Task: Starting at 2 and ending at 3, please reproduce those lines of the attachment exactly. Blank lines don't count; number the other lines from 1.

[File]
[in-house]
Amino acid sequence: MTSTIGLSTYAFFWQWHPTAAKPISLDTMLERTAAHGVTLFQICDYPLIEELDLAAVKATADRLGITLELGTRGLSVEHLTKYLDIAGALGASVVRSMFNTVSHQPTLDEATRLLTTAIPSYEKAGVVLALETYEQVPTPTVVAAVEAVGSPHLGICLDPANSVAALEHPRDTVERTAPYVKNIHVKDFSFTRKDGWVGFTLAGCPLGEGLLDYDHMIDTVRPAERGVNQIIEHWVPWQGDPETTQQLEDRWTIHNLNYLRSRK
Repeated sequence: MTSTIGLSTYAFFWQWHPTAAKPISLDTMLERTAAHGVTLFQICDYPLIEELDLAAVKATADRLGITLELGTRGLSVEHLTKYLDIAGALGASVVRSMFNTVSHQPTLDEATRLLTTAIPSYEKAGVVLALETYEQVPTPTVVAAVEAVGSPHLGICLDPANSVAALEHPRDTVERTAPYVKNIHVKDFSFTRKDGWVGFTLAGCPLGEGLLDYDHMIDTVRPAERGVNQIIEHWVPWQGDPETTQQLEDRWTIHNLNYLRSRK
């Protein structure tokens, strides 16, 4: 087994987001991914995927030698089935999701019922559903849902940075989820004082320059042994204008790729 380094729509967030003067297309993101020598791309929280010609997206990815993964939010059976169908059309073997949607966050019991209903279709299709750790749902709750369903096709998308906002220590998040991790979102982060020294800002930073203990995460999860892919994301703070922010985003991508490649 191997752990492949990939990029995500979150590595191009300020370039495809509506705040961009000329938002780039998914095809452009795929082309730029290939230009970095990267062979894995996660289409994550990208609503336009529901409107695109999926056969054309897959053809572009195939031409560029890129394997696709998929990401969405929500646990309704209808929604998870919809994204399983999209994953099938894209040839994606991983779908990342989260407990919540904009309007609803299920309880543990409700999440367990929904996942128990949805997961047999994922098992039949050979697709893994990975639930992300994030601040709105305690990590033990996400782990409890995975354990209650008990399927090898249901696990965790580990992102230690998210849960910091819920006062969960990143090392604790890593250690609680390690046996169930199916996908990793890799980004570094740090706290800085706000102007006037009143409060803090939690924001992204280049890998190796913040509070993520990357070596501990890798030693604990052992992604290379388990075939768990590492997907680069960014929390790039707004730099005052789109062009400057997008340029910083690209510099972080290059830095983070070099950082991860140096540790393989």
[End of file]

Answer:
Amino acid sequence: MTSTIGLSTYAFFWQWHPTAAKPISLDTMLERTAAHGVTLFQICDYPLIEELDLAAVKATADRLGITLELGTRGLSVEHLTKYLDIAGALGASVVRSMFNTVSHQPTLDEATRLLTTAIPSYEKAGVVLALETYEQVPTPTVVAAVEAVGSPHLGICLDPANSVAALEHPRDTVERTAPYVKNIHVKDFSFTRKDGWVGFTLAGCPLGEGLLDYDHMIDTVRPAERGVNQIIEHWVPWQGDPETTQQLEDRWTIHNLNYLRSRK
Repeated sequence: MTSTIGLSTYAFFWQWHPTAAKPISLDTMLERTAAHGVTLFQICDYPLIEELDLAAVKATADRLGITLELGTRGLSVEHLTKYLDIAGALGASVVRSMFNTVSHQPTLDEATRLLTTAIPSYEKAGVVLALETYEQVPTPTVVAAVEAVGSPHLGICLDPANSVAALEHPRDTVERTAPYVKNIHVKDFSFTRKDGWVGFTLAGCPLGEGLLDYDHMIDTVRPAERGVNQIIEHWVPWQGDPETTQQLEDRWTIHNLNYLRSRK